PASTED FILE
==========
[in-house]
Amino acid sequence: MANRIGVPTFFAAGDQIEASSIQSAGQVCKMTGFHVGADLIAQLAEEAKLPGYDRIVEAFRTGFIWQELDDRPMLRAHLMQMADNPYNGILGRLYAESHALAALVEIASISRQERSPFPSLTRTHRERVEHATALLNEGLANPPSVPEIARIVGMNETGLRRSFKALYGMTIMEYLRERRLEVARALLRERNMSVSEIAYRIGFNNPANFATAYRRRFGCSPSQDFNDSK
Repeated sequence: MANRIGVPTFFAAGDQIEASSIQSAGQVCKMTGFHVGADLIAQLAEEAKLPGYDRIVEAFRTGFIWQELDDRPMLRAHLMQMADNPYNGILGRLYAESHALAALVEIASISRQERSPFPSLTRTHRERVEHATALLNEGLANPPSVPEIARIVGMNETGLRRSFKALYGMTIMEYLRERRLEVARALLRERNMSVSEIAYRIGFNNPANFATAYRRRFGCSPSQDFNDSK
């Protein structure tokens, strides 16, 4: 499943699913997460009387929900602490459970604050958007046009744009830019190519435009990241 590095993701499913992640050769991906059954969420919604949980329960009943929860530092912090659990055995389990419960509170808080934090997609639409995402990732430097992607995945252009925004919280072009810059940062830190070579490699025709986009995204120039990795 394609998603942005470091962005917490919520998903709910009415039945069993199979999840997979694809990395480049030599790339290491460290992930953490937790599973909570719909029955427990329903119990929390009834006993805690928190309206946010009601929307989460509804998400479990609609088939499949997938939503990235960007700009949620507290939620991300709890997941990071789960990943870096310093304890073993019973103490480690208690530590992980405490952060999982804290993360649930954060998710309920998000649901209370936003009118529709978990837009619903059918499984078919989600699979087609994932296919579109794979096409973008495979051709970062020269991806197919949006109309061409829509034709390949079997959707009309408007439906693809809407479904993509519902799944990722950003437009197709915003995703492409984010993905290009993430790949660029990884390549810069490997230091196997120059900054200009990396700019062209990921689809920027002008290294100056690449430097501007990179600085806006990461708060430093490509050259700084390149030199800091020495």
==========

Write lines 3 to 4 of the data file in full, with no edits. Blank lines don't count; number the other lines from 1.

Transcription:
Repeated sequence: MANRIGVPTFFAAGDQIEASSIQSAGQVCKMTGFHVGADLIAQLAEEAKLPGYDRIVEAFRTGFIWQELDDRPMLRAHLMQMADNPYNGILGRLYAESHALAALVEIASISRQERSPFPSLTRTHRERVEHATALLNEGLANPPSVPEIARIVGMNETGLRRSFKALYGMTIMEYLRERRLEVARALLRERNMSVSEIAYRIGFNNPANFATAYRRRFGCSPSQDFNDSK
């Protein structure tokens, strides 16, 4: 499943699913997460009387929900602490459970604050958007046009744009830019190519435009990241 590095993701499913992640050769991906059954969420919604949980329960009943929860530092912090659990055995389990419960509170808080934090997609639409995402990732430097992607995945252009925004919280072009810059940062830190070579490699025709986009995204120039990795 394609998603942005470091962005917490919520998903709910009415039945069993199979999840997979694809990395480049030599790339290491460290992930953490937790599973909570719909029955427990329903119990929390009834006993805690928190309206946010009601929307989460509804998400479990609609088939499949997938939503990235960007700009949620507290939620991300709890997941990071789960990943870096310093304890073993019973103490480690208690530590992980405490952060999982804290993360649930954060998710309920998000649901209370936003009118529709978990837009619903059918499984078919989600699979087609994932296919579109794979096409973008495979051709970062020269991806197919949006109309061409829509034709390949079997959707009309408007439906693809809407479904993509519902799944990722950003437009197709915003995703492409984010993905290009993430790949660029990884390549810069490997230091196997120059900054200009990396700019062209990921689809920027002008290294100056690449430097501007990179600085806006990461708060430093490509050259700084390149030199800091020495």